Saint John The Theologian, Apostle and Evangelist

Saint John The Theologian, Apostle and Evangelist

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Saint Nicholas Velimirovich

 

John was a son of Zebedee, a fisherman, and Salome, the daughter of Joseph, the Betrothed of Our Most Holy Lady, the Mother of God. When the Lord Jesus called him, John immediately left his father and their nets and, together with his brother, James, followed Him. From then on, he was never far away from his Lord, until the end. He was present, with Peter and James, at the raising of Jaïrus’ daughter, as well as at the Transfiguration. At the Last Supper, John reclined against Jesus’ chest.

When all the other apostles had abandoned the crucified Lord, John and the Mother of God remained at the foot of the cross. Later, at the Lord’s behest, he took Our Most Holy Lady into his house, as if she were his mother, and looked after her until her Dormition.

After the Dormition of the Mother of God, John and his disciple, Prokhoros, went to Asia Minor to preach the Gospel. He lived in Ephesus and it was here that he laboured and prospered most. With his God-inspired preaching and his many miracles he converted a large number of people to the Christian faith and shook idolatry to its very foundations. The enraged pagans sent him to Rome as a prisoner to the Emperor Domitian. The latter had John tortured in a variety of ways, but neither the bitter poison they gave him to drink nor the boiling oil into which they cast him were able to shake his faith or harm him.

This terrified the emperor, who thought that John must be immortal, and so he exiled him to the island of Patmos. There the holy apostle converted many people to the faith through his words and deeds and strengthened the Church of God. It was on Patmos, too, that he wrote his Gospel and the Revelation. During the reign of Nerva, who had granted an amnesty to all prisoners, John returned to Ephesus, where he lived for a while and reinforced the work he had begun earlier.

Christ’s apostles didn’t merely speak but confirmed their words with works. Saint Clement of Alexandria has the following story to tell: somewhere in Asia Minor, Saint John the Evangelist had baptized a young man who’d been a pagan, and he confided him to the care of the care of the local see while John himself went off to preach. But in John’s absence, the young man went to the bad: he started drinking and stealing; he became a member of a gang of robbers who had a lair in the woods, attacked people and robbed them of all they had. When John returned shortly afterwards, the bishop told him what had happened to the young man. Without wasting any time, the apostle found a horse and guide and set off for the forest where he would encounter the robbers.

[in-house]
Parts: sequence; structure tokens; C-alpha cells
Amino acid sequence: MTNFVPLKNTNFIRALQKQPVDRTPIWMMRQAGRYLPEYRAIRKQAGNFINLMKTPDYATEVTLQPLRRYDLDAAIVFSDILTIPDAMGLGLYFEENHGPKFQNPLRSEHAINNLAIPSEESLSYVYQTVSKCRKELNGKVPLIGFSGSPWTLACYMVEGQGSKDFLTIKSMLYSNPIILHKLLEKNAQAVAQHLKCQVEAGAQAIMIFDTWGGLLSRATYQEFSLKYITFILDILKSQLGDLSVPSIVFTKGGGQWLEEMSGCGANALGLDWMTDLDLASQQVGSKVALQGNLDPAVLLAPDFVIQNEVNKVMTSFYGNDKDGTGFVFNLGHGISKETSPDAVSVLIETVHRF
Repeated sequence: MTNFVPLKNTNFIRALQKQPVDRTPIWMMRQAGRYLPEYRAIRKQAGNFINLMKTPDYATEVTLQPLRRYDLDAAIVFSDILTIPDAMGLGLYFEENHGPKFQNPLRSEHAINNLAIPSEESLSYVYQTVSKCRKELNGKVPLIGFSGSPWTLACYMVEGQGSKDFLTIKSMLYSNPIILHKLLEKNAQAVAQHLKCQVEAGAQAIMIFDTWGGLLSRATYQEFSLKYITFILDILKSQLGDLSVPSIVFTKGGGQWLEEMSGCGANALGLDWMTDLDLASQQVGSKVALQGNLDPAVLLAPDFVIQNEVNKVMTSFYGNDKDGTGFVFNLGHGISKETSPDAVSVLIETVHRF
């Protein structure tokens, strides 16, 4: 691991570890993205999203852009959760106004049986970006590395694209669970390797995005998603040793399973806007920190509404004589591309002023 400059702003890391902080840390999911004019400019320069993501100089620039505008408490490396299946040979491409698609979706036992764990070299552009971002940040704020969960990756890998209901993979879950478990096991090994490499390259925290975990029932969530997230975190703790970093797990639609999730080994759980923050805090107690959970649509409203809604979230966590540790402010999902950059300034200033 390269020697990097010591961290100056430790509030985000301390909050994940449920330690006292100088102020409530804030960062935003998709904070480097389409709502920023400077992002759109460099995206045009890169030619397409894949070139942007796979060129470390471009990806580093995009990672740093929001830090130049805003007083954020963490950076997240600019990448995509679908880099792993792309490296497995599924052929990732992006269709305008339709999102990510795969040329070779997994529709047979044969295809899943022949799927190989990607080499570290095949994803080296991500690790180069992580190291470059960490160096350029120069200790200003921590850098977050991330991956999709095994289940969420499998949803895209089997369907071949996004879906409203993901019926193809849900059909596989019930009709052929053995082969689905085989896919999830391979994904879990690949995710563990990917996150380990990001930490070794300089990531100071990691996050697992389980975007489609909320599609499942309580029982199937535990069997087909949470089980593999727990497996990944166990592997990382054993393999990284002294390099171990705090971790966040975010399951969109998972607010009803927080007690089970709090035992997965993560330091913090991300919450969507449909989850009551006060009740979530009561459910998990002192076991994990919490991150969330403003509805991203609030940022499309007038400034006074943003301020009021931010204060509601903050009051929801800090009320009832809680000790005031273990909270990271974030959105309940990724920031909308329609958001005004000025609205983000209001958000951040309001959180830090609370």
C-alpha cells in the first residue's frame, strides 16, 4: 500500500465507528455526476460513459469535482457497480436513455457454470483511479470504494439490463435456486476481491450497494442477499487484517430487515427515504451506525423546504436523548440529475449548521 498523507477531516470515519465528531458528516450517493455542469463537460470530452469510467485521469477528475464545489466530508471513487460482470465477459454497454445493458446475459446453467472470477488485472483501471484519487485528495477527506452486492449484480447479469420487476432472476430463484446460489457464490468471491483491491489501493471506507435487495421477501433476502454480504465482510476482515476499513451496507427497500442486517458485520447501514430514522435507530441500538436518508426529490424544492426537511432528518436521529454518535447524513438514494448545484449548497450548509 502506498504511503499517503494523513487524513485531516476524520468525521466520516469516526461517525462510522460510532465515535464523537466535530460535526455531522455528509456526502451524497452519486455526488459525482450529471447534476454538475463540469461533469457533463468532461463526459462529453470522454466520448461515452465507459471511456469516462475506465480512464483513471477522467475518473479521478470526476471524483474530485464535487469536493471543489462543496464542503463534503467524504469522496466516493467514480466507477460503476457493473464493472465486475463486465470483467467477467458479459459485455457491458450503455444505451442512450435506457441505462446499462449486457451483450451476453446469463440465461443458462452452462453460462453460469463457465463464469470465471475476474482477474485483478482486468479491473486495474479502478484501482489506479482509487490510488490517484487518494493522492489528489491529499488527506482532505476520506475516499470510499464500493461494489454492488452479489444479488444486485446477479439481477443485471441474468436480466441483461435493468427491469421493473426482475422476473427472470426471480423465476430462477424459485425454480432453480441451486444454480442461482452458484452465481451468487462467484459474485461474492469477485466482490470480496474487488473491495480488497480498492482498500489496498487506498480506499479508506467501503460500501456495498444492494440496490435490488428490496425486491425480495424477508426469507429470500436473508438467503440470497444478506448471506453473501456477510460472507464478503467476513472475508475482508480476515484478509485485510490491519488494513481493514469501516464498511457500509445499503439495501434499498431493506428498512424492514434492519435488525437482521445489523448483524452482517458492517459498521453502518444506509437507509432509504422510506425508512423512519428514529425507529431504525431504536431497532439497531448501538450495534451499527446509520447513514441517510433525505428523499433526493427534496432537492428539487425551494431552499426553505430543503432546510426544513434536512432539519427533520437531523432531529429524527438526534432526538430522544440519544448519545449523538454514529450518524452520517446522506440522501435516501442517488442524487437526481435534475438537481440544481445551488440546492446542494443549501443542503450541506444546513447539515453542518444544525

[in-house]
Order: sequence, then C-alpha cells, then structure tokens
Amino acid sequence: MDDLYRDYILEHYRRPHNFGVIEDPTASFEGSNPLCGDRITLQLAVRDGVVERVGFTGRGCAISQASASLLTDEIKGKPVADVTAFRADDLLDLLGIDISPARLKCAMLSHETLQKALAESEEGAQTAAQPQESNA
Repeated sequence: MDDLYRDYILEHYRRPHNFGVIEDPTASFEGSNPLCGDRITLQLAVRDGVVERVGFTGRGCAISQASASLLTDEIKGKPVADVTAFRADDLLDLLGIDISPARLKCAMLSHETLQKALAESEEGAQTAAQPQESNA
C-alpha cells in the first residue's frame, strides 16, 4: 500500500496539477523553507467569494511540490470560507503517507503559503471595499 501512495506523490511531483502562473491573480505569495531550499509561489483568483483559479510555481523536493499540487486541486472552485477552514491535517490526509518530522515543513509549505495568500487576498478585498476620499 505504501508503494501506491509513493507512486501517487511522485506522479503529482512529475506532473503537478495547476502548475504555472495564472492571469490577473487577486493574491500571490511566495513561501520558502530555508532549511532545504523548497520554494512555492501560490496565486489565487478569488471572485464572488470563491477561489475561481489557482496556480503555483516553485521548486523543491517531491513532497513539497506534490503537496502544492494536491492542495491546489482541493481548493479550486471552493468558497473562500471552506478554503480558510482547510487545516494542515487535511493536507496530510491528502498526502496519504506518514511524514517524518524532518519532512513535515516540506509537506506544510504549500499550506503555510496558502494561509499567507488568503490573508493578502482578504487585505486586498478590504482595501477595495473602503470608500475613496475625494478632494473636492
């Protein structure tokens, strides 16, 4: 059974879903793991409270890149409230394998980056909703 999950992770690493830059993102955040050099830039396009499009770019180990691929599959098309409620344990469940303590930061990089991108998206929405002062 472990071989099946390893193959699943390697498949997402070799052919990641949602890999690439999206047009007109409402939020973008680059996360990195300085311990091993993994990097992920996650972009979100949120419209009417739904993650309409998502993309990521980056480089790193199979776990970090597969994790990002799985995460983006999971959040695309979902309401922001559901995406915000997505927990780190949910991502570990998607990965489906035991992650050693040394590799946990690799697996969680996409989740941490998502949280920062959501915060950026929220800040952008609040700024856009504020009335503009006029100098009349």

After a search, the saint found them and came face to face with the leader of the gang. No sooner did the young man recognize John than he ran off to hide. Despite his advanced years, John chased after him and managed to catch him. The young man fell at the feet of the saint, covered in shame and unable to look him in the eyes. John embraced him and kissed him, as a shepherd would a lost sheep. The saint brought him back into the town, confirmed him again in the faith and strengthened him in a life of virtue. Having become pleasing to God, after a time the man went to his rest in the Lord.

Saint John the Theologian was more than one hundred years old when he departed to the Lord. When his disciples opened his grave, they found no body. On May 8 every year, a fine, fragrant dust with powers of healing rose from the grave.

After a long and fruitful life of labour on earth, the beloved disciple of Our Lord Jesus Christ, this true pillar of the Church, went to reside in the joy of his Lord.

Source: pemptousia.com

 

 

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OCN has partnered with Pemptousia. A Contemporary post-modern man does not understand what man is.  Through its presence in the internet world, Pemptousia, with its spirit of respect for beauty that characterizes it, wishes to contribute to the presentation of a better meaning of life for man, to the search for the ontological dimension of man, and to the awareness of the unfathomable mystery of man who is always in Christ in the process of becoming, of man who is in the image of divine beauty. And the beauty of man springs from the beauty of the Triune God. In the end, “beauty will save the world”.

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Pemptousia Partnership

Pemptousia and OCN have entered a strategic partnership to bring Orthodoxy Worldwide. Greek philosophers from Ionia considered held that there were four elements or essences (ousies) in nature: earth, water, fire and air. Aristotle added ether to this foursome, which would make it the fifth (pempto) essence, pemptousia, or quintessence. The incarnation of God the Word found fertile ground in man’s proclivity to beauty, to goodness, to truth and to the eternal. Orthodoxy has not functioned as some religion or sect. It was not the movement of the human spirit towards God but the revelation of the true God, Jesus Christ, to man. A basic precept of Orthodoxy is that of the person ­– the personhood of God and of man. Orthodoxy is not a religious philosophy or way of thinking but revelation and life standing on the foundations of divine experience; it is the transcendence of the created and the intimacy of the Uncreated. Orthodox theology is drawn to genuine beauty; it is the theology of the One “fairer than the sons of men”. So in "Pemptousia", we just want to declare this "fifth essence", the divine beaut in our life. Please note, not all Pemptousia articles have bylines. If the author is known, he or she is listed in the article above.